Ajami is an ultra-realistic crime drama set in a scruffy neighborhood in Jaffa, Israel. The story weaves together Arab Christians and Arab Muslims and both religious and non-religious Israeli Jews. Everyone aspires to make a living and live in personal safety, but the circumstances and tribal identities make this very difficult at best. There are two trans-religious romances, but no one is going to live happily ever after.
It’s a film that doesn’t make any overt political statements, but shows what is from the perspective of individual of different backgrounds. Given their own experiences, it’s easy to understand the motivations of each character.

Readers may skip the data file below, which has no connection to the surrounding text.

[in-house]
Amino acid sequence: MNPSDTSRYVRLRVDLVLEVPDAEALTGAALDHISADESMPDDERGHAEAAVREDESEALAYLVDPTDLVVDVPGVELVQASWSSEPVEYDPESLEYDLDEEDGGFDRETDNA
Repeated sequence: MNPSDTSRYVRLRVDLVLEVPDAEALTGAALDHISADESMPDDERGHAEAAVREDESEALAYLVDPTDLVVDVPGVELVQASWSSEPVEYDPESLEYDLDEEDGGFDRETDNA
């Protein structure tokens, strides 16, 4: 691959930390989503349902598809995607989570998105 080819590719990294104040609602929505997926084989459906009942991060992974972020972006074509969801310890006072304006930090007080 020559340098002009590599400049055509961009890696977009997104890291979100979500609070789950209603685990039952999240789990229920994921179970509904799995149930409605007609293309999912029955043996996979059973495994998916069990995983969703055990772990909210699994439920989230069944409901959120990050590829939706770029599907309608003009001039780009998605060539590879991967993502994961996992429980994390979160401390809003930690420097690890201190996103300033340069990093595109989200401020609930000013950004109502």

Ajami was co-writtten and co-directed by Scandar Copti, a Jaffa-born Palestinian, and Yaron Shoni, an Israeli Jew. After seeing the film, I was surprised to learn that it has no trained actors – all of the roles are played by real-life residents who improvised their lines to follow the story line.
Ajami was nominated for the most recent Best Foreign Language Oscar, was released earlier this year in US art houses and is now available on DVD..
Co-Director Scandar Copti discusses the process of using non-actors improvising within a script framework.